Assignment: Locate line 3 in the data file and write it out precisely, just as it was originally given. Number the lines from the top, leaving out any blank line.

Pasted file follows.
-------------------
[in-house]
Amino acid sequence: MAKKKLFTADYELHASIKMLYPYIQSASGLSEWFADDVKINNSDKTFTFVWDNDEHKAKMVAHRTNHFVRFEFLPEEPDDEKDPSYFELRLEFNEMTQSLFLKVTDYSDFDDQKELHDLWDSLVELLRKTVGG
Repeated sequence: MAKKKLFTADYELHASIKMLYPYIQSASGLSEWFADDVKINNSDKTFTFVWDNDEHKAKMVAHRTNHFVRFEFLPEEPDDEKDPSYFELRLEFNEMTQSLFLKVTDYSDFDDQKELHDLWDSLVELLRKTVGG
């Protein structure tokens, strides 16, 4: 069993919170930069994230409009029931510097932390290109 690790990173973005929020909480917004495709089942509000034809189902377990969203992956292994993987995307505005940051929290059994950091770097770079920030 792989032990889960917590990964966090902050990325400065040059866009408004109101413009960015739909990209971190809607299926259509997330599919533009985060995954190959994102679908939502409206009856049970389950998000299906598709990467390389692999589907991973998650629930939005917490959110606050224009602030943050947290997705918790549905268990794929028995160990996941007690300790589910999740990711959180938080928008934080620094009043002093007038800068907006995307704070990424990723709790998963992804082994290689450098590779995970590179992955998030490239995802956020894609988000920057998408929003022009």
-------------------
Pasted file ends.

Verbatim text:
Repeated sequence: MAKKKLFTADYELHASIKMLYPYIQSASGLSEWFADDVKINNSDKTFTFVWDNDEHKAKMVAHRTNHFVRFEFLPEEPDDEKDPSYFELRLEFNEMTQSLFLKVTDYSDFDDQKELHDLWDSLVELLRKTVGG